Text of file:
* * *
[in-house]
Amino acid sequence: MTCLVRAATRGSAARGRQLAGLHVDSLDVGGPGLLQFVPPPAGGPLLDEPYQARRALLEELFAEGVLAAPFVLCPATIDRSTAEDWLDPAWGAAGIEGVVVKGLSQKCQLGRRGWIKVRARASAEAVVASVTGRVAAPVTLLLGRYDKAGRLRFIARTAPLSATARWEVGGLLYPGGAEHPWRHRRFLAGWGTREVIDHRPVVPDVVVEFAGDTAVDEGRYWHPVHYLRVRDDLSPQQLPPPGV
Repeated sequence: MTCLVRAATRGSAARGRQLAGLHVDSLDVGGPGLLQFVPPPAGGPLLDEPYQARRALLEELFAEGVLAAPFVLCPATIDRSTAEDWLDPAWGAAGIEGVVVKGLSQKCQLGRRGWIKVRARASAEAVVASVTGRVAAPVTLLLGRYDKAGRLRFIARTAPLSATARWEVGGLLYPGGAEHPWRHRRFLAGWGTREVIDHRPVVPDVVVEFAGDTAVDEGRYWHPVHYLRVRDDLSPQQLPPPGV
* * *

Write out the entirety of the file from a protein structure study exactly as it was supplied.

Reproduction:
[in-house]
Amino acid sequence: MTCLVRAATRGSAARGRQLAGLHVDSLDVGGPGLLQFVPPPAGGPLLDEPYQARRALLEELFAEGVLAAPFVLCPATIDRSTAEDWLDPAWGAAGIEGVVVKGLSQKCQLGRRGWIKVRARASAEAVVASVTGRVAAPVTLLLGRYDKAGRLRFIARTAPLSATARWEVGGLLYPGGAEHPWRHRRFLAGWGTREVIDHRPVVPDVVVEFAGDTAVDEGRYWHPVHYLRVRDDLSPQQLPPPGV
Repeated sequence: MTCLVRAATRGSAARGRQLAGLHVDSLDVGGPGLLQFVPPPAGGPLLDEPYQARRALLEELFAEGVLAAPFVLCPATIDRSTAEDWLDPAWGAAGIEGVVVKGLSQKCQLGRRGWIKVRARASAEAVVASVTGRVAAPVTLLLGRYDKAGRLRFIARTAPLSATARWEVGGLLYPGGAEHPWRHRRFLAGWGTREVIDHRPVVPDVVVEFAGDTAVDEGRYWHPVHYLRVRDDLSPQQLPPPGV